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Tuesday, December 15, 2009

Fixing Ripped Calluses

By Leif Arrhenius



As strength athletes, most of us have had the painful experience of ripping calluses on our hands and other parts of our body. I have had many calluses ripped off in my short athletic career and have had to learn how to adapt to and treat these injuries. I have a few steps that will help the healing process move along a little quicker, and allow you to get back to training sooner. I recently tore a callus off of the base of my right pinky finger doing hang snatches, and have used these steps to help get my hand back to shape. In this article I will mainly talk about hand calluses.

Of course it is better to prevent calluses from ripping, so here are some steps to help prevent that from happening-

*The best way to take care of your hands during a workout is to minimize any damage in the first place by finding the best technique available for whatever activity you’re engaged in.
*After every workout wash your hands with soap and water. If used, thoroughly wash off any chalk as soon as possible. Chalk dries the skin and makes it less pliable.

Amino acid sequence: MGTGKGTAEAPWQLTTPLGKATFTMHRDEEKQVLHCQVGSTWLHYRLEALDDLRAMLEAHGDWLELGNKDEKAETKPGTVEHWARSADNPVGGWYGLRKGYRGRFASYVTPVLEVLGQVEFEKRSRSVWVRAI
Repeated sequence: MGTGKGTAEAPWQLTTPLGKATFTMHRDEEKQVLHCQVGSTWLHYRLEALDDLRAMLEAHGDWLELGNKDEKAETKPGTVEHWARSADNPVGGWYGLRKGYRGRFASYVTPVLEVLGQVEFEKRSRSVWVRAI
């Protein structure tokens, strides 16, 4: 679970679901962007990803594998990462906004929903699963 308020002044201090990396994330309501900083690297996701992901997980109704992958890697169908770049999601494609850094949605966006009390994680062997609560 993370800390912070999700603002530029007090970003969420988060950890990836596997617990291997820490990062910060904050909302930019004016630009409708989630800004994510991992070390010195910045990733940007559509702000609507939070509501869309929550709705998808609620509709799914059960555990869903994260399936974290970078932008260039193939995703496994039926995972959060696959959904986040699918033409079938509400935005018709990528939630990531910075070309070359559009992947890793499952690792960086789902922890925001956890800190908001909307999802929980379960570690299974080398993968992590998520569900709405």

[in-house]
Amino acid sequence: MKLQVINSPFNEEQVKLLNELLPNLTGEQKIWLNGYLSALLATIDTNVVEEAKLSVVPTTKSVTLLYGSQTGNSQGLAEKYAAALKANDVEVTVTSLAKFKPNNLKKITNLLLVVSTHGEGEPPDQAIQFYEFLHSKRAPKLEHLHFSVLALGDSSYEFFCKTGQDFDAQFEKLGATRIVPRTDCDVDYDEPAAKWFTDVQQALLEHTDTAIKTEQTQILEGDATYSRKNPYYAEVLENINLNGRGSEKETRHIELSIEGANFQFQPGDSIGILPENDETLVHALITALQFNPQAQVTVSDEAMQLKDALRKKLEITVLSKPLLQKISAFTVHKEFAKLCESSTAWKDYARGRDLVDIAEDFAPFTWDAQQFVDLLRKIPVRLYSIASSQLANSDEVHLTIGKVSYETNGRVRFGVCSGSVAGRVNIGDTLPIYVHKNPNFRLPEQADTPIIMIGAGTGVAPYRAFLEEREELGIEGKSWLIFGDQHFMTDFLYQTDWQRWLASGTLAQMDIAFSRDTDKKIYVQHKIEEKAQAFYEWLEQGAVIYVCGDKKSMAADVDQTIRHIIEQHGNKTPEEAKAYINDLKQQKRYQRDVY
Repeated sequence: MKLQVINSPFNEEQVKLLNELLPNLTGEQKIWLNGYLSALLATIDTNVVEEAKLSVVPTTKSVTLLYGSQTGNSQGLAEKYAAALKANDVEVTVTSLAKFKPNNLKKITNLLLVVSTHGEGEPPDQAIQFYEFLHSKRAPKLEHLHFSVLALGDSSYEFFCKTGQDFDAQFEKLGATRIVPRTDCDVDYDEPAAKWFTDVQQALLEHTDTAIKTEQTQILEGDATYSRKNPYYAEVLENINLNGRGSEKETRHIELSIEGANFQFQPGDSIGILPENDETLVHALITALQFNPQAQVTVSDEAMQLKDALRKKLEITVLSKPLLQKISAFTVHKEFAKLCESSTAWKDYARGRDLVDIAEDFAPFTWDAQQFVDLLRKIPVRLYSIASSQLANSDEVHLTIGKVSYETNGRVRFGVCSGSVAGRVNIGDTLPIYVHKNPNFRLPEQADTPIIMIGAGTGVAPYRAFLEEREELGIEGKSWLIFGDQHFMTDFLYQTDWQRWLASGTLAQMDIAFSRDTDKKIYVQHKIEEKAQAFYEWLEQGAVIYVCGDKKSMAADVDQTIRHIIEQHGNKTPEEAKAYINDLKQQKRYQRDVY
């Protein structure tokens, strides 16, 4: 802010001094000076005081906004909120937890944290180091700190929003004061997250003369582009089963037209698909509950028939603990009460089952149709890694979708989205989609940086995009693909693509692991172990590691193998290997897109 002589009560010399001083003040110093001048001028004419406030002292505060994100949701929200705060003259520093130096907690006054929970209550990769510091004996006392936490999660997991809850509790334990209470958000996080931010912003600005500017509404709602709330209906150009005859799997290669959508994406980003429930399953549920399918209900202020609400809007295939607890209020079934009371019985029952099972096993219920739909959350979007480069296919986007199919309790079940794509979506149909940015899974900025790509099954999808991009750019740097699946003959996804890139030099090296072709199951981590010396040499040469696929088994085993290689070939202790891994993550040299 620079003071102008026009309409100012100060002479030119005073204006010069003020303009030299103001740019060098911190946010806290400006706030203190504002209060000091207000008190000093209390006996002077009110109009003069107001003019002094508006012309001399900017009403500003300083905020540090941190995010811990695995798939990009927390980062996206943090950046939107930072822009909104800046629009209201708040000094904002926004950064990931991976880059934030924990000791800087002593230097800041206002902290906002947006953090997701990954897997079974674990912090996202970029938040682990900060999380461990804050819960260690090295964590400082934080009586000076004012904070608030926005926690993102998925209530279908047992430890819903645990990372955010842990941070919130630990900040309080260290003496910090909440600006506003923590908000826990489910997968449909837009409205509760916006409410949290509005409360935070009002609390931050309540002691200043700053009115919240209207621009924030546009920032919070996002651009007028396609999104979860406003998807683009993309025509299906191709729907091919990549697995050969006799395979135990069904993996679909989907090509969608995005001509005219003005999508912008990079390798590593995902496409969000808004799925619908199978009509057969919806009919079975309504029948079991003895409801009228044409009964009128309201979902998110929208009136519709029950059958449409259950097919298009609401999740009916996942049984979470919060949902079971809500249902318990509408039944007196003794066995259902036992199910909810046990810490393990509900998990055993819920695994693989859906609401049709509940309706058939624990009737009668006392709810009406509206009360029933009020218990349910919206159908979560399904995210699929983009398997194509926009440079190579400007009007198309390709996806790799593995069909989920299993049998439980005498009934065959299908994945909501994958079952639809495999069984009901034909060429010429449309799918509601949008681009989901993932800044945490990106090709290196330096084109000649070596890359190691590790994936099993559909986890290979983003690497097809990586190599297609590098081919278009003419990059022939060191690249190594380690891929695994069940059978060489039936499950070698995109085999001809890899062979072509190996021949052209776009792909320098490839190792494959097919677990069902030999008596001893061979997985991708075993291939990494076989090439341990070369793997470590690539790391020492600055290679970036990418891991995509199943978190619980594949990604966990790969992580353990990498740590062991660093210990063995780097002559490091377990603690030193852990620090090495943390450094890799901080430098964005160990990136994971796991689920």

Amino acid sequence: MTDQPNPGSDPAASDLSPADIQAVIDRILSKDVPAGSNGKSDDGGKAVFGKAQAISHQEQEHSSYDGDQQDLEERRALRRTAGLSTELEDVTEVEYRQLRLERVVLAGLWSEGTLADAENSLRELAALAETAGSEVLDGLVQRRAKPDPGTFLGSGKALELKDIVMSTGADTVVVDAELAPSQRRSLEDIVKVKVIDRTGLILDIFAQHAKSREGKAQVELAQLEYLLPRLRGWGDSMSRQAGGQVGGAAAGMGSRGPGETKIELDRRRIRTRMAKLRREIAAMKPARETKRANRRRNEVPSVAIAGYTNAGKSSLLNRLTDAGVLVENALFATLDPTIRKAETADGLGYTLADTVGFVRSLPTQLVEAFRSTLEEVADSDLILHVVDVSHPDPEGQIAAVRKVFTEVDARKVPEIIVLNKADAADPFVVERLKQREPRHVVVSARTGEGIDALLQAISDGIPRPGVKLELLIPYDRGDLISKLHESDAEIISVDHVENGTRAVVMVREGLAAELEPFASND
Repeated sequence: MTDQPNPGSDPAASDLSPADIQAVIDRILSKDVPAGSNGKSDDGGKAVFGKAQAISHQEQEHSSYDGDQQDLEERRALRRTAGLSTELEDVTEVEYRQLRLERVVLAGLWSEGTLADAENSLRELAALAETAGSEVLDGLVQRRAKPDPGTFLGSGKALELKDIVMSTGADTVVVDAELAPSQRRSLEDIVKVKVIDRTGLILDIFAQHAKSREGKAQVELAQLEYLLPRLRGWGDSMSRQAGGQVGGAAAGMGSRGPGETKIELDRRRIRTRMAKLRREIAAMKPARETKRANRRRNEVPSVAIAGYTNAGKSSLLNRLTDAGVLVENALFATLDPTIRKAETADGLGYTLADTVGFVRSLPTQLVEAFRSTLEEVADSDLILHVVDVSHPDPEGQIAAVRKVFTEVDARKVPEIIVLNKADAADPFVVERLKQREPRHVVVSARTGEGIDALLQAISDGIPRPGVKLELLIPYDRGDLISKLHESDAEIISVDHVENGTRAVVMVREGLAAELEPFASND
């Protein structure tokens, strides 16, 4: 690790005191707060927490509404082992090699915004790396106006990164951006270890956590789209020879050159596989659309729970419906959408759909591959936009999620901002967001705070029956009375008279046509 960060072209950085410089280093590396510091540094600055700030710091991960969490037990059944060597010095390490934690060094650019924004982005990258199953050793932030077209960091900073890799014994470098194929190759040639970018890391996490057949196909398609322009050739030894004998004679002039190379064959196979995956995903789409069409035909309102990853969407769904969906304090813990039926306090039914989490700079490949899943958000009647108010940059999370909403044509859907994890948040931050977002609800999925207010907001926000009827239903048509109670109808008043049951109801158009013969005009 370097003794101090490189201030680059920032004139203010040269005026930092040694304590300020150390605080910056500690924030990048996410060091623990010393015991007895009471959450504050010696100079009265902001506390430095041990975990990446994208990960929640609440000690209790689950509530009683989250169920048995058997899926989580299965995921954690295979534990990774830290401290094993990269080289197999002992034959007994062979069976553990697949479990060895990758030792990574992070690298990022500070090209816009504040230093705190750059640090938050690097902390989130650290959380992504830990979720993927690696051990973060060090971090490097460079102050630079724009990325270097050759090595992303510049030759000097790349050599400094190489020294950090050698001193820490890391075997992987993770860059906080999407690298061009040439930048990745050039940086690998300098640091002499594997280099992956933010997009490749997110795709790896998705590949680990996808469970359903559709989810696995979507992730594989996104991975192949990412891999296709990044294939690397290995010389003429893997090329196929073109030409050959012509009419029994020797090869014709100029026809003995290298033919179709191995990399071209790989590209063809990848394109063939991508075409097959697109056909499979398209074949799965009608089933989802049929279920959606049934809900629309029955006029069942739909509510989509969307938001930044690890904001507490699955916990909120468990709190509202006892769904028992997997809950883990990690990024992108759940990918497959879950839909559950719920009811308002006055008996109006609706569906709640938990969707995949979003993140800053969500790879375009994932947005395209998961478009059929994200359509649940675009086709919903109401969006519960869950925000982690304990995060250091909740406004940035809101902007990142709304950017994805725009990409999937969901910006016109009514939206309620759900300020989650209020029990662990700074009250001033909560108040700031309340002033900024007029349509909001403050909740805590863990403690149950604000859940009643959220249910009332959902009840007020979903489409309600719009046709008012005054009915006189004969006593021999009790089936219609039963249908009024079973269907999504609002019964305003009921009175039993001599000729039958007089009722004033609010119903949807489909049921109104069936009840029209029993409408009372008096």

*Apply a moisturizing lotion to the front and back of the hands. Frequently use lotion on your hands.
*Regular use a file or pumice stone will reduce the size of calluses. Don't file too much because your hands still need tough skin there for protection.

But when a tear does happen, (which it frequently does if you are a frequent lifter/thrower/ or athlete) here are some steps and items I have found to help me out-

Supplies needed- Mueller Germa-Tan, Cramer Nitrotan, New-Skin Liquid Bandage- Second Skin Blister Squares, And any type of a knuckle bandage.





*The first thing to do is remove the excess skin carefully with clean scissors or even nail clippers.
*Then it is important to clean and disinfect the cut. Soap and water is good.
*When the cut is dry I would then use Germa-tan or Nitrotan on the cut. Germa-tan and Nitrotan are both disinfectants that also contain tannic acid. Tannic acid actually "tans" the skin and helps with stopping bleeding and closing up the wound. The only problem with Nitrotan is that it comes in a yellow color and when used on the skin, it dyes yellow. What I would do is get a small piece of gauze and spray either of the tans until the gauze is loaded. Then I would put that on the cut with a piece of plastic over it and cover with a knuckle bandage. This will keep the liquid on the cut for an extended period of time. I would apply pressure on it every so often so that the liquid is sure to get on the cut. The liquid should cause a stinging feeling, but don't worry that just means it's working. When the cut stops stinging more spray can be added. I like to put these sprays on right after the cut happens and leave it on until night time. The spray can be applied every hour or so depending on what you like.